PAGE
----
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Count your Business Associates -- Accurately

Updated: Jun 30


Within long-term care, the challenge of data security can be complicated by the sheer number of outside contractors working on behalf of an organization and having potential access to private health information. Under the Health Insurance Portability and Accountability Act (HIPAA), all contractors with potential access must be held accountable through a contract referred to as Business Associate Agreement (BAA).


While the task may sound straightforward, it’s really not. The challenge is in the details of determining which outside entities or individuals need to sign a contract. 


 Consider these questions:


  1. Do you have BAAs in place with every outsider who could potentially see, hear or put hands on private information?


  1. Are the contracts you have in place specific enough to truly ensure accountability for the private information your organization is ultimately responsible for protecting?


Let’s take these points one at a time:


Commonly, some contracts are in place while others aren’t.  Perhaps a shredding company has been overlooked, or a cleaning crew that works after hours in proximity to private information. 


To know who is or is not a business associate by HIPAA’s definition, this simple formula applies:


If a person or entity is not an employee, and not another healthcare provider delivering treatment, then one question remains:  Does this entity or individual, in the performance of duties for your organization, have potential access to private information?  If so, you need a contract in place.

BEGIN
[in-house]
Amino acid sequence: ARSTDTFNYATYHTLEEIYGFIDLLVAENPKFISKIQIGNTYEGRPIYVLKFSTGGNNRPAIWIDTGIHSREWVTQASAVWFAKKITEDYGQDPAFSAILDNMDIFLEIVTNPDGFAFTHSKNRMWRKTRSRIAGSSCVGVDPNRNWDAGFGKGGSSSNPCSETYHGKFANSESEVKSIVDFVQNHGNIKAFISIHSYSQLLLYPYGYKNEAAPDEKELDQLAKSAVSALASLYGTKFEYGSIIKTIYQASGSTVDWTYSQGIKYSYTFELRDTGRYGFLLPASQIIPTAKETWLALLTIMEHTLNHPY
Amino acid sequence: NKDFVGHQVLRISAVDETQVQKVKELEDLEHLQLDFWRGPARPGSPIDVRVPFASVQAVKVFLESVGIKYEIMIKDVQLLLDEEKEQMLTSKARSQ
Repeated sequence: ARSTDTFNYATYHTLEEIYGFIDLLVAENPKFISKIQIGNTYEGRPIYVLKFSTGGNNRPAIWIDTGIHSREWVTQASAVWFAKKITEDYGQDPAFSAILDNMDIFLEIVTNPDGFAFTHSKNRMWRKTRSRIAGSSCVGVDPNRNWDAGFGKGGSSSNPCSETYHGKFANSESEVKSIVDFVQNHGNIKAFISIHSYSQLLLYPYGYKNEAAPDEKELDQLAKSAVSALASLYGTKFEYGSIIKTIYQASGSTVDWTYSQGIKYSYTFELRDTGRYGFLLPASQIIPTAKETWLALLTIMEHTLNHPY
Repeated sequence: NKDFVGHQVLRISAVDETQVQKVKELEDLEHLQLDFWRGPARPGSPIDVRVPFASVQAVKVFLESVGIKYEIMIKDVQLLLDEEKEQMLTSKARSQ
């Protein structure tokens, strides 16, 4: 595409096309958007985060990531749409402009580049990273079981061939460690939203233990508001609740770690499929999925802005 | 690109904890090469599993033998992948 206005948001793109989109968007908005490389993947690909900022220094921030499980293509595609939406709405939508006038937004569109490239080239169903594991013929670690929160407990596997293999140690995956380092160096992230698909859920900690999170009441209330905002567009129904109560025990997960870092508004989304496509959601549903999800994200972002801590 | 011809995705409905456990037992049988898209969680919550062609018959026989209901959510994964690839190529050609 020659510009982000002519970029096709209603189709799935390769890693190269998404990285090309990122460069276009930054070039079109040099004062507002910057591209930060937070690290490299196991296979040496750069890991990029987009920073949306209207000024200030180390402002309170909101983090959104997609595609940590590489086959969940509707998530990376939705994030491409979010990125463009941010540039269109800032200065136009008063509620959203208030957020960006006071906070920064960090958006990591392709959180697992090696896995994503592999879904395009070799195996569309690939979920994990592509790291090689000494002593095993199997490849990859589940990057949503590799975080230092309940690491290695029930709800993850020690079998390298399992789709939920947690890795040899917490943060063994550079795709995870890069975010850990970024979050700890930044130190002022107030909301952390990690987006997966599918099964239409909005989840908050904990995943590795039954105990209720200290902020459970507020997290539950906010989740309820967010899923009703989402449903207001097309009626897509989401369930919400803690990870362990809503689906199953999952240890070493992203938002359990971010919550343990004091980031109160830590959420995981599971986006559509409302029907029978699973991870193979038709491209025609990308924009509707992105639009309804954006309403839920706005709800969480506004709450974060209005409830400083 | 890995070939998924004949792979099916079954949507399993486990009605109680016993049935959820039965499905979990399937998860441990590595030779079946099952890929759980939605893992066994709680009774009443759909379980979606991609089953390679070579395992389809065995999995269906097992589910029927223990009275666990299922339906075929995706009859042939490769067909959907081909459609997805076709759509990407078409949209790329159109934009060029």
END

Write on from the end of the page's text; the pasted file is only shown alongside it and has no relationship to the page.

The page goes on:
Next, beyond boilerplate language, contracts should include details of how the private information of those you serve will be handled, used and stored.  For instance, if you are working with a vendor to monitor patients via cameras, know where the saved videos are stored, who has access to them, and whether the vendor’s staff has been trained in safe handling of private information.  You would also want documentation of specific timelines and processes for destroying the videos.


Last year, in a report issued by the U. S. Office for Civil Rights (OCR), one of the most common remedial actions following a breach was listed as “revisions to BAAs to include more detailed provisions for protecting private information.”  


Aside from regulations, it’s good business to hold outsiders accountable for safe-handling of information that your organization is responsible for protecting.  When it comes to the individuals you serve, the responsibility to protect private information rests on your shoulders.  If outsiders want to work for you, then responsibility must fully shift to those acting on your behalf.  Otherwise, you shoulder your own responsibility and theirs, too – meaning it’s on you if a business associate’s negligence leads to a breach. 


Better to count your business associates right from the start. 


About the author


Diane Evans is founder of Guarded Edge, which offers training and services on the application of the Health Insurance Portability and Accountability Act (HIPAA) within long-term care.  Diane can be reached at devans@guardededge.com.  Readers may access a complimentary Social Media Policy by visiting www.guardededge.com.





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